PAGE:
[ Parent ]
If I understand this correctly, this is a legacy of Union with England in the 18th century. The Scottish nobility got a green light to ship their population to the New World at an ever increasing pace and they could move to London.

"It is not necessary to have hope in order to persevere."
by ARGeezer (ARGeezer a in a circle eurotrib daught com) on Fri May 6th, 2011 at 04:11:56 PM EST
[ Parent ]
As I recall it was more a matter of kicking the crofters out and replacing them with sheep so the nobility could move to London.

Immigration to various Imperial lands was an "externality."

She believed in nothing; only her skepticism kept her from being an atheist. -- Jean-Paul Sartre

by ATinNM on Fri May 6th, 2011 at 04:29:44 PM EST
[ Parent ]
They were a bothersome nuisance and the nobility had wanted them out of the way so they could run sheep more efficiently. This had been an ongoing problem, "enclosure" since the late middle ages. Thomas More described "sheep that eat men" in Utopia. In the 18th century the Scottish nobility hired ships to transport the crofters to the New World. Only some of the 'Scotts-Irish' came from Northern Ireland.

"It is not necessary to have hope in order to persevere."
by ARGeezer (ARGeezer a in a circle eurotrib daught com) on Fri May 6th, 2011 at 06:03:55 PM EST
[ Parent ]
As much fun as an independence referendum would be, it isn't going to happen. The Scottish parliament does not have the powers to introduce one. Legally it can only do things delineated by the powers devolved to it. The power to do anything that would effect the UK constitution is expressly not devolved to the Scottish parliament, and removing Scotland would definitely alter the UK constitution.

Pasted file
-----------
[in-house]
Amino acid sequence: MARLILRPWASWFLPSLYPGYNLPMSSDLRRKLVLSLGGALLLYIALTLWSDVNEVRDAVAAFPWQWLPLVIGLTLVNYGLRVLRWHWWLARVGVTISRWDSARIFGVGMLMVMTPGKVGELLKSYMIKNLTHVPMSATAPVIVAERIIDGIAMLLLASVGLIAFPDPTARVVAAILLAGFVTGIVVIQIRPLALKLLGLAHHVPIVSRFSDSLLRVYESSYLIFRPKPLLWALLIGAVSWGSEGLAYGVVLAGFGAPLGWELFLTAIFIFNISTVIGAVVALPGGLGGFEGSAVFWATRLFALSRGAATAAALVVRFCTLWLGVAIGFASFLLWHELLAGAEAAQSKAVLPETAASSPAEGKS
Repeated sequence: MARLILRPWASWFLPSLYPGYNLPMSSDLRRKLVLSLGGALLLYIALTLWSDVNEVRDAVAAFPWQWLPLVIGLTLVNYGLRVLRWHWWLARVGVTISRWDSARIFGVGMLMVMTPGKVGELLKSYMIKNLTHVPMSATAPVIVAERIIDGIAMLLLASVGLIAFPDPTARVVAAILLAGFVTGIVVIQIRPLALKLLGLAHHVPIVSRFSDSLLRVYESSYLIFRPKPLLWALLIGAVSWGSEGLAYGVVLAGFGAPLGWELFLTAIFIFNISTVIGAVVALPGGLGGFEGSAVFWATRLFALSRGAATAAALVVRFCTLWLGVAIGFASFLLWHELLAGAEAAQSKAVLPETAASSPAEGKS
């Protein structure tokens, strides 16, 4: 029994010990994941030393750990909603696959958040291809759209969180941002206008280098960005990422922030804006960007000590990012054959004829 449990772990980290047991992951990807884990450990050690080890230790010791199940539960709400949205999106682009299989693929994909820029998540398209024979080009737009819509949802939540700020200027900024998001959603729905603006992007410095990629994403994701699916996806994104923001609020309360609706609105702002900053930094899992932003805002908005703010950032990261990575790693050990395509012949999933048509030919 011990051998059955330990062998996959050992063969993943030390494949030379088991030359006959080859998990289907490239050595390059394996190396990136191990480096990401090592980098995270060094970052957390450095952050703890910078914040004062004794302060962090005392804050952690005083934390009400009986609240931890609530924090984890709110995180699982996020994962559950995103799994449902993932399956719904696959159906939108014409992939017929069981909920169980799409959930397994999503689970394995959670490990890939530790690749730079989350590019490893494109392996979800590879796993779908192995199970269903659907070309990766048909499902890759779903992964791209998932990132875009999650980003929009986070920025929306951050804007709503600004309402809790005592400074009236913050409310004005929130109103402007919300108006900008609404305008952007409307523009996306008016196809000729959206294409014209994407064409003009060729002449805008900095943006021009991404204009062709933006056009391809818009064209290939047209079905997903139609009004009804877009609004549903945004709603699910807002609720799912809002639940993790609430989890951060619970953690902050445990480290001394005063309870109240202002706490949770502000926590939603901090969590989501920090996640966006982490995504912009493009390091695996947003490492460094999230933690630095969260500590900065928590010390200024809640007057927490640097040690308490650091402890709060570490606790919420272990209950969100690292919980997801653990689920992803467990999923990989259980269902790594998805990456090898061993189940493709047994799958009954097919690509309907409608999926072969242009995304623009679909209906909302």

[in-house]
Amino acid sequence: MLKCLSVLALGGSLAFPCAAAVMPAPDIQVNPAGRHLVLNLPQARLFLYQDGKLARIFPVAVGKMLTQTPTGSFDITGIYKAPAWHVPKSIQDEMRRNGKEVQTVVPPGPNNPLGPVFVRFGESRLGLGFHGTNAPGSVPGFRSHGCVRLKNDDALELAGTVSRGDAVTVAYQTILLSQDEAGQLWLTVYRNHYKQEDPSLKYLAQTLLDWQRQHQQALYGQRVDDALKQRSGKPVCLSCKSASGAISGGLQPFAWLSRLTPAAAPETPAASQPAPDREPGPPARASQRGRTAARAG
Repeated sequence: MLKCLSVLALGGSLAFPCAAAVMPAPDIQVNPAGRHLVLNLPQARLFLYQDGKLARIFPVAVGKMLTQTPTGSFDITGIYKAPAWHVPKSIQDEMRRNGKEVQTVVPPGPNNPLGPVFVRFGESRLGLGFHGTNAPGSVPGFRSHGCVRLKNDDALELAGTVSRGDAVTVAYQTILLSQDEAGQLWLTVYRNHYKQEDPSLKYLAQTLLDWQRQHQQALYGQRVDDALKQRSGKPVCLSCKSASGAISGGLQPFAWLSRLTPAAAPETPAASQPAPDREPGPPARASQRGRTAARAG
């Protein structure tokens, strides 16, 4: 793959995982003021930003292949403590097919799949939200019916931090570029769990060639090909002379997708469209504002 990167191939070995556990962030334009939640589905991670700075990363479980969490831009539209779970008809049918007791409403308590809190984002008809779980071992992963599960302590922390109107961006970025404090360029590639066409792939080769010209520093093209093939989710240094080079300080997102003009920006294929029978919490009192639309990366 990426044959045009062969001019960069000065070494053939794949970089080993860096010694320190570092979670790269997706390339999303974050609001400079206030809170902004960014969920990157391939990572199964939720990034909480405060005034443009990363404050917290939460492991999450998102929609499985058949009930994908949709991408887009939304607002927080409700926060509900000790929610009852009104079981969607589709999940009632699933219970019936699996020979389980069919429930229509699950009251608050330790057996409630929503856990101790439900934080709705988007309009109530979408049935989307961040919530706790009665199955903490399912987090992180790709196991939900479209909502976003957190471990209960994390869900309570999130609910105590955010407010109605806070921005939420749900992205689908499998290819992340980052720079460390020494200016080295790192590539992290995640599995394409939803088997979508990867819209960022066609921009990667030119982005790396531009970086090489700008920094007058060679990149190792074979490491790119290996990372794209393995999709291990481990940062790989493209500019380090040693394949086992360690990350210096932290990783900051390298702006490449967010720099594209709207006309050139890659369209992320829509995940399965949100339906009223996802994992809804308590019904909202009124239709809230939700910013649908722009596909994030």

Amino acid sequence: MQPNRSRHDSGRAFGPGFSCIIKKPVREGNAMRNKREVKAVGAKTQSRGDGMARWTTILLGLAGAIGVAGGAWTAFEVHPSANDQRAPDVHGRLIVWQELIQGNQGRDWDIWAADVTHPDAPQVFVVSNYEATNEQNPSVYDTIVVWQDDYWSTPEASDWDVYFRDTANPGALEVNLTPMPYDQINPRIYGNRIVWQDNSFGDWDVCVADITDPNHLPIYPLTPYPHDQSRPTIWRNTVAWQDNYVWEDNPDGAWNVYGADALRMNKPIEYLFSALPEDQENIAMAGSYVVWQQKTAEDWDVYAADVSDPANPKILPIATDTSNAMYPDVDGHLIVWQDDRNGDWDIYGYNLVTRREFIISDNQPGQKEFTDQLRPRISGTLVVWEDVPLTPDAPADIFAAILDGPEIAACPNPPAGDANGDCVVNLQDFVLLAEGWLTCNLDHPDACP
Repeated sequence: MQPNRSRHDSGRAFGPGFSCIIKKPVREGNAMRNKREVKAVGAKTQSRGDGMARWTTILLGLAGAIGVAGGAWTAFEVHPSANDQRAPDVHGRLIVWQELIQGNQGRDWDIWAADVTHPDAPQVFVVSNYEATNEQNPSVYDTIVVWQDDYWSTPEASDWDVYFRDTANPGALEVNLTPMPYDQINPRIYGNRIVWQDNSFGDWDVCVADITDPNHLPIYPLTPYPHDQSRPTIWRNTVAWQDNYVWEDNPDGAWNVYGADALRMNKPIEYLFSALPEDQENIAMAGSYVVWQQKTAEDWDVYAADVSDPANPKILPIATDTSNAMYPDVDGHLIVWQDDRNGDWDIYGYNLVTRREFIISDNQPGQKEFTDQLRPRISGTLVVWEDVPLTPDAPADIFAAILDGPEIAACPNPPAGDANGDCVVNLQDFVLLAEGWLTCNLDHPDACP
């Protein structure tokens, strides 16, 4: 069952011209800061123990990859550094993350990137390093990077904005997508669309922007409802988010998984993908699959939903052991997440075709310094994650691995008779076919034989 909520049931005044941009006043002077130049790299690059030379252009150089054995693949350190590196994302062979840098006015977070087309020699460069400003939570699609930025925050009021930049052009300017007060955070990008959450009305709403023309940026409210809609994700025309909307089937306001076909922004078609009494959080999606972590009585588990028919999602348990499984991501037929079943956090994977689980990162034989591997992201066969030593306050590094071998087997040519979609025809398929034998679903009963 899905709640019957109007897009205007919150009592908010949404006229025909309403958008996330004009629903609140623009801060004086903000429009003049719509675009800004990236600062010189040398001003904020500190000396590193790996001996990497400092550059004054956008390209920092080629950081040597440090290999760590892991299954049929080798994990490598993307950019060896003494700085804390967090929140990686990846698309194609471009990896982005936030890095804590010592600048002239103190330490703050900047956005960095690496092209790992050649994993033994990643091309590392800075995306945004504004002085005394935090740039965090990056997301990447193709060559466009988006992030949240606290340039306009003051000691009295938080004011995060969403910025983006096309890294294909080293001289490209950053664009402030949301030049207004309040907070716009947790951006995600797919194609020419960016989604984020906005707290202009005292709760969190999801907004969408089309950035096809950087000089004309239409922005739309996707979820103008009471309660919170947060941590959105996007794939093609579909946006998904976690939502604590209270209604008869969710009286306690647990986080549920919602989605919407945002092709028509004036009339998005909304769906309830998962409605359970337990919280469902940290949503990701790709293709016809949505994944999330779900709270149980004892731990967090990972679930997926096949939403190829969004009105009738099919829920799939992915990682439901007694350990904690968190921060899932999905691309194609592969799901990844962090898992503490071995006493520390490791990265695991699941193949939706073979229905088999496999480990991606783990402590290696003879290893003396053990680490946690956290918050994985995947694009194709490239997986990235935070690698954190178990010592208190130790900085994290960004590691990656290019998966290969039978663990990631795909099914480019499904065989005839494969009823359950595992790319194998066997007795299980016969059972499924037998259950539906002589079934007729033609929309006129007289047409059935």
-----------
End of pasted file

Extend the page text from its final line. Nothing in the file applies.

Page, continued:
If the Scots Nats produce a bill, the presiding officer has  to withdraw it from being laid before parliament, The only way it can happen is if the UK government agrees and votes it through the UK parliament. and the chance of Smiling Daves mob losing all that possible oil seems rather slim


Any idiot can face a crisis - it's day to day living that wears you out.

by ceebs (ceebs (at) eurotrib (dot) com) on Fri May 6th, 2011 at 05:10:35 PM EST
[ Parent ]
I saw Cameron earlier on BBC's webcast saying that if Scotland decides to hold a referendum he would campaign for a no. Sounds to me like they will not challenge it.

As I see it, if you are right, SNP could elect a presiding officer that interprets the devoluation as allowing an advisory referendum, and the Scottish authorities could move on to hold a referendum. If the result is a yes, then the Scottish parliament declares independence. If any step is challenged in court the Scottish government needs only to stall and continue with its actions. An independent Scotland will not fall under UK jurisdiction anyway.

The UK government can at any time stop this by sending in the troops, closing the Scottish parliament and turning it into another type of conflict. But I do not think that would happen.

In general assemblies that declare independence does not have a legal right to do so within the previous state. The crucial point is if they are believed to have the moral right.

Sweden's finest (and perhaps only) collaborative, leftist e-newspaper Synapze.se

by A swedish kind of death on Fri May 6th, 2011 at 05:37:04 PM EST
[ Parent ]